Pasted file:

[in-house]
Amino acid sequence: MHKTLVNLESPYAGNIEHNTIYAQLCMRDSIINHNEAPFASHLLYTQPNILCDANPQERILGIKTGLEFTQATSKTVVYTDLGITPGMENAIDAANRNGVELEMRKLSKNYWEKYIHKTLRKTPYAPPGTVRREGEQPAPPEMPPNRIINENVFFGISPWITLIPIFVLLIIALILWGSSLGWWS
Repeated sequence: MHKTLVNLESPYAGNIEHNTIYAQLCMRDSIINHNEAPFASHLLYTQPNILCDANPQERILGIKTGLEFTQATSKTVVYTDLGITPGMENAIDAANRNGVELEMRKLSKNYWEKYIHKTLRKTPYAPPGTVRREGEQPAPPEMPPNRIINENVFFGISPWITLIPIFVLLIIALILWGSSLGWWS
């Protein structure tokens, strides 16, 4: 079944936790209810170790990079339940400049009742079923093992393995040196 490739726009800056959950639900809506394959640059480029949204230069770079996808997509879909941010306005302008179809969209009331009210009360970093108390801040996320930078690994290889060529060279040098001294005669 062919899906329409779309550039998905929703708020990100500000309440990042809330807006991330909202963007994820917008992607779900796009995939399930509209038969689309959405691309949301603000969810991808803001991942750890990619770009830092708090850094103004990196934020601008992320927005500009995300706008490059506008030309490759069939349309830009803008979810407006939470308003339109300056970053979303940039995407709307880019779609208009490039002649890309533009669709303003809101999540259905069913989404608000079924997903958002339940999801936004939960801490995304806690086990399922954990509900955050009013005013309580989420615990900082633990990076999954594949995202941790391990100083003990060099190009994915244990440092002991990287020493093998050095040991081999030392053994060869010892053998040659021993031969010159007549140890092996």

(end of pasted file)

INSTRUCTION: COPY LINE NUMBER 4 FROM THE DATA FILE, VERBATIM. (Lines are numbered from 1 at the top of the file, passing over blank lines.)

């Protein structure tokens, strides 16, 4: 079944936790209810170790990079339940400049009742079923093992393995040196 490739726009800056959950639900809506394959640059480029949204230069770079996808997509879909941010306005302008179809969209009331009210009360970093108390801040996320930078690994290889060529060279040098001294005669 062919899906329409779309550039998905929703708020990100500000309440990042809330807006991330909202963007994820917008992607779900796009995939399930509209038969689309959405691309949301603000969810991808803001991942750890990619770009830092708090850094103004990196934020601008992320927005500009995300706008490059506008030309490759069939349309830009803008979810407006939470308003339109300056970053979303940039995407709307880019779609208009490039002649890309533009669709303003809101999540259905069913989404608000079924997903958002339940999801936004939960801490995304806690086990399922954990509900955050009013005013309580989420615990900082633990990076999954594949995202941790391990100083003990060099190009994915244990440092002991990287020493093998050095040991081999030392053994060869010892053998040659021993031969010159007549140890092996």